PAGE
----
Is it possible to have Easy-Bake Oven lust? Yes. Yes, it is. As a farm child, when the Sears Christmas catalog arrived in our mailbox, I was giddy with hope. The toys advertised, and advertised, and advertised during Saturday morning cartoons suddenly became possibilities on the pages of that slick and shiny book of endless desire.
I was 5-years old when the first Easy-Bake Oven became available, so I suspect it had taken a few years before I began adding it to my Christmas wish list. However, once I felt the tingle of desire it became an obsession. To think you could bake a real cake with a light bulb seemed magical. I wanted one, and I wanted it bad.
When I casually dropped my Santa list on Mom and Dadâ€™s bed, an Easy-Bake Oven followed the number â€œ1.â€ Large wobbly letters saying â€œEasy-Bake Oven, Pleeze, Pleeze, Pleeze!â€ and underlined with a Crayon shouted the urgency of this wish.
When a present of a likely size appeared under the tree with my name on it, well, it was all I could do to wait until Christmas Eve. The sugary taste of the chocolate cakes I would bake caused me to salivate. Heck, I might even make a minuscule cake or two for my brothers, not that they deserved any consideration.
With such high hopes you can imagine my disappointment when, year after year, the Easy-Bake Oven failed to appear. I believe the closest I came was one Christmas when a couple of cake mixes made for the Easy-Bake Oven accompanied a small whisk and bowl. You know, â€œrefillsâ€ for when you had baked the mixes included with an actual Easy-Bake Oven and needed more. I held those little cake boxes and felt the cardboard weight of dashed dreams.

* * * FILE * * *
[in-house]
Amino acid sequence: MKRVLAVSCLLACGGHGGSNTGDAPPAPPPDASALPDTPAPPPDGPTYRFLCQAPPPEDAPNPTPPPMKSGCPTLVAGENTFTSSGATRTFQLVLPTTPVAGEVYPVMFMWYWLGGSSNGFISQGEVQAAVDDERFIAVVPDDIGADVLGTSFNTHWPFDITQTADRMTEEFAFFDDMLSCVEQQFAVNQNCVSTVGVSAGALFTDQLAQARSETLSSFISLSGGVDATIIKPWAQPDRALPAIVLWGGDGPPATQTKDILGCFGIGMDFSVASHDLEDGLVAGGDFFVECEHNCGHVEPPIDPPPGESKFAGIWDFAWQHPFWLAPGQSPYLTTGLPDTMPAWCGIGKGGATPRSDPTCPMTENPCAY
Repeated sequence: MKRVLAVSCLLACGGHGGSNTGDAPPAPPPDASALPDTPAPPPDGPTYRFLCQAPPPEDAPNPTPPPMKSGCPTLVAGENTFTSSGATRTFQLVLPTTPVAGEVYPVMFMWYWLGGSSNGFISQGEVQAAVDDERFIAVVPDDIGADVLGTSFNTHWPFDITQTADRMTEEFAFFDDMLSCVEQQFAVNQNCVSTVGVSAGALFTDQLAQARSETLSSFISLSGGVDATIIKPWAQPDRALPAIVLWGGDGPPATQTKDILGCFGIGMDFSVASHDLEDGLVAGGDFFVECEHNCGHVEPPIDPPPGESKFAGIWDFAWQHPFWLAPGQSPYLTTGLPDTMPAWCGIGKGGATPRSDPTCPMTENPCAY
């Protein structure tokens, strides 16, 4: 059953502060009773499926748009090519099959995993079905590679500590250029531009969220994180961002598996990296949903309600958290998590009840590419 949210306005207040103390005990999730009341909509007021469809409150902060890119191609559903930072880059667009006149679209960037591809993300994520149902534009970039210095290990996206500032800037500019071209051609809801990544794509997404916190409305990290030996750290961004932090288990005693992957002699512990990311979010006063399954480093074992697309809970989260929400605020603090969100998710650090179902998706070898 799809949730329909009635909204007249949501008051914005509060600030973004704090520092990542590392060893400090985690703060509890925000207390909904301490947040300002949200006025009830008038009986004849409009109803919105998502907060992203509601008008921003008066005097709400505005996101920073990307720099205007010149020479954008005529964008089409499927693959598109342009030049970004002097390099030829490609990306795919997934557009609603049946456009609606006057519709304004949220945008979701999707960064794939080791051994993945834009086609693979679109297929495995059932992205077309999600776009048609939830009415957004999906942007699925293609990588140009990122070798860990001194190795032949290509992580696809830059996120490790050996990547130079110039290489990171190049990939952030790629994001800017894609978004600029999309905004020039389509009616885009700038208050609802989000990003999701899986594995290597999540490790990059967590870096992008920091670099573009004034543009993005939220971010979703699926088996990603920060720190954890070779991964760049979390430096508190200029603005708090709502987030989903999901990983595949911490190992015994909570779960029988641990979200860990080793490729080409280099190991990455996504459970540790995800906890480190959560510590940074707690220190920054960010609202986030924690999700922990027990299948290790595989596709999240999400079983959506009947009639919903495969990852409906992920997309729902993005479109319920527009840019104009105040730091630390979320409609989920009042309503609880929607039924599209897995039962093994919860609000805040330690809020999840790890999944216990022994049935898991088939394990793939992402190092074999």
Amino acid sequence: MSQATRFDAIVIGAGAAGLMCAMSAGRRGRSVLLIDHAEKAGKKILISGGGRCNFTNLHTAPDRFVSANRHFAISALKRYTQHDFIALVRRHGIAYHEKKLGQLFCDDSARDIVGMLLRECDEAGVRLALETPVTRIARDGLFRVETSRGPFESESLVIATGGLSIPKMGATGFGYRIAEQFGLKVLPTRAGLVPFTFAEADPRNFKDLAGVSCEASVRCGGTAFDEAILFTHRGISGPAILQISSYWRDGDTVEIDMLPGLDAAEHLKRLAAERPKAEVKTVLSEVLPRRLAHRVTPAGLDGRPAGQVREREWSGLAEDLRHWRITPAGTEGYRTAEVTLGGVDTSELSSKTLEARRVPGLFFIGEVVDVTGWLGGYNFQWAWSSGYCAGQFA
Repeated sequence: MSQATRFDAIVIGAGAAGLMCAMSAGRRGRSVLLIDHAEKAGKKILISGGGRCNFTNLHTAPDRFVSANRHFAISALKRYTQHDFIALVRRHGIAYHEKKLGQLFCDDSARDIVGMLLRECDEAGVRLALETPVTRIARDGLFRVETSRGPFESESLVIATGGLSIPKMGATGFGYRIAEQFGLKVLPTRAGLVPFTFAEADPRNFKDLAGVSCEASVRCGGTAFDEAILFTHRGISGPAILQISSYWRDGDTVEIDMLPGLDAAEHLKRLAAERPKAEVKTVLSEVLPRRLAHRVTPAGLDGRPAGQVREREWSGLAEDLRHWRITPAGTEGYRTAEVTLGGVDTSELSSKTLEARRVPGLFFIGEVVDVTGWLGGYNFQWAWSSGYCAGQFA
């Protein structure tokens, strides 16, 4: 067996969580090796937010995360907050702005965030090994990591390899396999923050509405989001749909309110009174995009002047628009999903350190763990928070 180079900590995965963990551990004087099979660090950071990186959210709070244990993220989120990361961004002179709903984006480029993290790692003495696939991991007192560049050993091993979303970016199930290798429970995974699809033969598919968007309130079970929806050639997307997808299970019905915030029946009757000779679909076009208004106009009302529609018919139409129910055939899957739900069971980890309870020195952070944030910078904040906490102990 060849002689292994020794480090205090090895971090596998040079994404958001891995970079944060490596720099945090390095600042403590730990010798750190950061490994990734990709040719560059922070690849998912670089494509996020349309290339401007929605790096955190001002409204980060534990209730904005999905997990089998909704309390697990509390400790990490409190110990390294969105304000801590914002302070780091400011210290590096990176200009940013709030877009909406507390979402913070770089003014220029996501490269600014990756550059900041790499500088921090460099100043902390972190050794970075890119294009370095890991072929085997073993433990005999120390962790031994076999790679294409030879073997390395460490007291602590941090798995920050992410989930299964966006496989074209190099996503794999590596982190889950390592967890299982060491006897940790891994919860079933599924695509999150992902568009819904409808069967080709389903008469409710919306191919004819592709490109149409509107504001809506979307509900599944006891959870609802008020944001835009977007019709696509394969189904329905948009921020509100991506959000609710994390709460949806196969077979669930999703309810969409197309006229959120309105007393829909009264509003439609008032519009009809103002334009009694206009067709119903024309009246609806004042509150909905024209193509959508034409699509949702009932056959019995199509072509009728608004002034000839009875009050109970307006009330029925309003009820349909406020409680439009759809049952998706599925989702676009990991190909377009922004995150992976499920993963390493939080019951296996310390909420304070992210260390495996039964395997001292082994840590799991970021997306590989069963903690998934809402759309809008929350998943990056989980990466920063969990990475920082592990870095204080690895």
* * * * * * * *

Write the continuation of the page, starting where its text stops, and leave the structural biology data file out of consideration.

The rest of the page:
Years passed, and I turned into a teenager. My interests morphed from Lilliputian-sized cake making to photography. My parents didn’t own a good camera, but I loved using what was available. Just as the notion of making a cake with a light bulb seemed magical, so did the images that appeared through the viewfinder.
My brother, Delvie, joined the Army, and I missed him far more than I would have expected. His cooties were not nearly as bad as I had once thought. When he said he was coming home on leave for Christmas, I was joyous.
As we sat around the Christmas tree opening presents, he handed me a neatly wrapped box.
I opened the gift not caring what was inside. Â My brother was home and that was enough. Â As the paper gave wayÂ I was stunned to see a Yashica 35mm camera with a 50 mm lens. Â My. Very. Own. Camera.
It was better than holding ten Easy-Bake Ovens in my hands. It never crossed my mind to ask for a camera because I knew they were expensive. Besides, I had learned early that yearning and wishing didnâ€™t get you anywhere. How Delvie knew what this camera would mean to me remains a mystery, but he knew, and he acted.
To this day that Yashica is one of the best Christmas gifts I ever received. I took it with me everywhere and saw the world through fresh eyes of color and composition.
Thank you, Delvie, for an incredible gift, and for your compassion, generosity, and understanding of my emerging creative soul. I so would have baked you a cake with a lightbulb.
How about you? What was your favorite childhood Christmas gift and why?